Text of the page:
Improbably, McBride's quixotic career came close to taking him into a Conservative cabinet. In 2009, he renounced his lifelong support for Labour, denouncing Gordon Brown's administration as "mendacious and incompetent". He joined the Scottish Tories, who welcomed him for his "brilliant legal and political mind". This bright new arrival was immediately touted as a leading candidate for the role of advocate general for Scotland. The Tories' failure to gain an overall majority scuppered that option. The job went instead to Lord (Jim) Wallace, a Liberal Democrat.

McBride then hoped to preside over a commission set up to investigate the unpopularity of the Scottish Tories and make recommendations for reform. However, this role went to the grandee Lord (Russell) Sanderson. In the absence of any obvious ideological attraction to the Conservatives, McBride's brief engagement with the party ended with his resignation in November 2011.

The stalling of his political career coincided with a series of events in Scottish football that gave McBride the opportunity to espouse a cause with which he had a more obvious affinity, Celtic FC, which he had supported since childhood. During the 2010-11 season, he defended Lennon against charges of misconduct, and also became the chief tormentor of the Scottish Football Association, which he described as "dishonest", "dysfunctional" and "biased". Reciprocal threats of legal action never materialised. While there was nothing new in these opinions of Scottish football's ruling body, the frankness with which Scotland's most prominent QC enunciated them broke new ground and made him a hero with at least one half of Glasgow.

McBride loved this role, which gave him a degree of public prominence that a career in Tory politics would scarcely have bestowed. His ubiquity as a media favourite, always ready with an opinion, expanded apace. The Scottish edition of the Sun on Sunday newspaper hired him as a columnist and, according to its editor, they were discussing the legal niceties of his second contribution on the eve of his death.

McBride was an only child from a working-class background. He attended St Aloysius' college, the fee-paying Catholic school in Glasgow. From an early age, his eyes were fixed on a legal career and he left school at 16 to study for a law degree at Strathclyde University. He graduated when he was 19. Resisting all advice to proceed slowly, he was called to the Scottish bar at the age of 22 and when he took silk at 35, he was reputed to be the youngest ever QC in the UK. McBride said he had been told from all sides that he was "too young, too inexperienced and had no contacts".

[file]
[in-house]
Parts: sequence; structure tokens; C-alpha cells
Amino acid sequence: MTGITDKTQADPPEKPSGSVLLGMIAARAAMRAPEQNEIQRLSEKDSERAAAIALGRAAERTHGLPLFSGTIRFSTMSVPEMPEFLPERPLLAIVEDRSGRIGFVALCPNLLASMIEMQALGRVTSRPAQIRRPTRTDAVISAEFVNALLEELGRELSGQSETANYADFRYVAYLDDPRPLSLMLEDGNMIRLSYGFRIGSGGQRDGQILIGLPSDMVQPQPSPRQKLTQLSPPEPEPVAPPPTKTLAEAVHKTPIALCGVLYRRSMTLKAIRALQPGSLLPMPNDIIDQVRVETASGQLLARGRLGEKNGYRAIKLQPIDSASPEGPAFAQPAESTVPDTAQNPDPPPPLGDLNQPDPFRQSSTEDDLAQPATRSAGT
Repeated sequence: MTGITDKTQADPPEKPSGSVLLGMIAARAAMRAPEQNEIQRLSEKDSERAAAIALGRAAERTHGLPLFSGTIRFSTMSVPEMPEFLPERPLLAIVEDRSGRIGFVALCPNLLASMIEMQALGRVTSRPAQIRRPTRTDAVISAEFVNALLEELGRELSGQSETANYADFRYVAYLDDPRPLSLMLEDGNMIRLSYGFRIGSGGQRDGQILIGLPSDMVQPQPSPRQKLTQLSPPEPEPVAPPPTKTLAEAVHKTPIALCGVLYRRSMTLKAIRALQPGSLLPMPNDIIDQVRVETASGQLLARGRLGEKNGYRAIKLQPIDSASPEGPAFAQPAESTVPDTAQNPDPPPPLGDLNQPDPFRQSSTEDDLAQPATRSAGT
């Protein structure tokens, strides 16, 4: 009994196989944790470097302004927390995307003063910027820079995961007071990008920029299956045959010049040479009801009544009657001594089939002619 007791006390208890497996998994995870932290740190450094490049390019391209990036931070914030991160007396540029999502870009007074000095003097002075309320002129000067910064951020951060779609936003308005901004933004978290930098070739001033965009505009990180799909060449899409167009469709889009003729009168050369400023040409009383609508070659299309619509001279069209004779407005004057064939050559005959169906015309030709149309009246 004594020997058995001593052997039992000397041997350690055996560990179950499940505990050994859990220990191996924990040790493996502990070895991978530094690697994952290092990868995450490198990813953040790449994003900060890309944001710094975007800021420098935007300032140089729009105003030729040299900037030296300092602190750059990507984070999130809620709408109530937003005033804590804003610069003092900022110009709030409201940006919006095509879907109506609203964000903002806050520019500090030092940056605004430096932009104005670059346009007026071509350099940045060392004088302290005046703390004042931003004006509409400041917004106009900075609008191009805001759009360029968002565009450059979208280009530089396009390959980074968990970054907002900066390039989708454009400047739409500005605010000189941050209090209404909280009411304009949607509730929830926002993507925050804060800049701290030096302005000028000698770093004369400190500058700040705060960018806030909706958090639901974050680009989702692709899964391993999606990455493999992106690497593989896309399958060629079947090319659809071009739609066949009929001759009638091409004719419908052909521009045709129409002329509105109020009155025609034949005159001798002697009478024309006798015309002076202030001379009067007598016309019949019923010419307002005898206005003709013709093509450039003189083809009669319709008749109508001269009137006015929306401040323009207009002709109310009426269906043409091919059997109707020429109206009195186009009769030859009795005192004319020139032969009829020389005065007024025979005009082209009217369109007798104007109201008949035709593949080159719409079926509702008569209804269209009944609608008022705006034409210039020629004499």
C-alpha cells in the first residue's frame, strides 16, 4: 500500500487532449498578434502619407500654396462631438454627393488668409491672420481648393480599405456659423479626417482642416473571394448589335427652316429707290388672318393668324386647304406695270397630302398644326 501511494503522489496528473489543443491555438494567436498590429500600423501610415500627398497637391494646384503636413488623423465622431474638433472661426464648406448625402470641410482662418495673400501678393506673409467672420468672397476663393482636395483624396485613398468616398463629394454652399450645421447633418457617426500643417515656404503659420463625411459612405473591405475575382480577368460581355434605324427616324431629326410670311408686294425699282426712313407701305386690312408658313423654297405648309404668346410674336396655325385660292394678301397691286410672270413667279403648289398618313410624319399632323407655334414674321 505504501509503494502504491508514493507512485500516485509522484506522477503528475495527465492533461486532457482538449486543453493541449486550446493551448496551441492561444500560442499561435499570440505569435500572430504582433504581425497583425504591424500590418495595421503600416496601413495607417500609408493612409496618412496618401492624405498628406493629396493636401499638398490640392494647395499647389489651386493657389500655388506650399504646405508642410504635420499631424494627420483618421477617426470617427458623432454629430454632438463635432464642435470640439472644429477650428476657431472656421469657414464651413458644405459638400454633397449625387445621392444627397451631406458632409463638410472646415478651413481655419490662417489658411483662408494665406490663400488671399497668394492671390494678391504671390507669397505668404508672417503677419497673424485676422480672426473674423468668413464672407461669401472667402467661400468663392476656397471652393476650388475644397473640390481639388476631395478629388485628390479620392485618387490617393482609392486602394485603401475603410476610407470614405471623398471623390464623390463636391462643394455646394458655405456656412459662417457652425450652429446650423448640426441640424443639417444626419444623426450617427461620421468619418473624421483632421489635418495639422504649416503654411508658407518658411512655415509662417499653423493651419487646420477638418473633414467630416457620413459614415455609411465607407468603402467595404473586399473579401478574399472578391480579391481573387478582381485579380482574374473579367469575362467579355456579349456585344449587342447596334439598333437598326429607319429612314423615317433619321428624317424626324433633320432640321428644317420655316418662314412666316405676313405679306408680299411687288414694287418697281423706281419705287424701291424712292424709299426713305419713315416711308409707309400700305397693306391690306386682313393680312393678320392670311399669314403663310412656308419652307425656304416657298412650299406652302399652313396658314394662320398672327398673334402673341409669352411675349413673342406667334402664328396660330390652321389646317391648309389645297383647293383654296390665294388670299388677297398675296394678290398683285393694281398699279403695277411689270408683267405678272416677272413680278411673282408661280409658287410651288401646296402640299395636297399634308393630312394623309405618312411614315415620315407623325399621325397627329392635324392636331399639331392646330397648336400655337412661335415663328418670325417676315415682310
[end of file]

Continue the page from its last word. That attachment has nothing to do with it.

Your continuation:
However, he had no doubts about his own abilities and made it his business to study in great detail the courtroom practitioners on whom he modelled himself. "Luck and ability" had carried him through, he said. Ever grateful to those who had taught him his courtroom arts, McBride also became a generous and devoted teacher to his young associates. His book, Criminal Appeals, written with Lord McCluskey, was published in 2000.

In a comment that said much about his attitude to life, as well as to the law, McBride said: "One of the most important things to remember is that people work with people and you are far more likely to keep getting instructions if you do the job well and are easy to be with. If you appear diffident, aloof or arrogant, you are unlikely to get a lot of repeat instructions." The absence of these characteristics served him well as both a public figure and a valued colleague and friend.

McBride was found dead in his hotel room on a business trip to Pakistan. Police do not suspect foul play. He is survived by his parents and his partner, Gary Murphy.

Paul McBride, lawyer, born 13 November 1963; died 4 March 2012


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Should the requirement for corroboration be abolished?
 

Bill McVicar, convener of the Society's criminal law committee said: "We all want a criminal justice system that is modern, fair, effective and which remains distinctly Scottish and there has been much to commend in the extent and scope of Lord Carloway's work. However, we remain seriously concerned that the Justice Secretary has said the Scottish Government will not reconsider Lord Carloway's proposal to abolish corroboration, nor undertake a further independent review by a body such as the Scottish Law Commission.

"Safeguards incorporated in other criminal jurisdictions where there is no requirement for corroboration, such as weighted majority verdicts and rules of admissibility of eye witness identification evidence and the possibility of withdrawal of unreliable evidence by a judge from a jury are non-existent in Scottish criminal procedure precisely because there is currently a requirement for corroboration.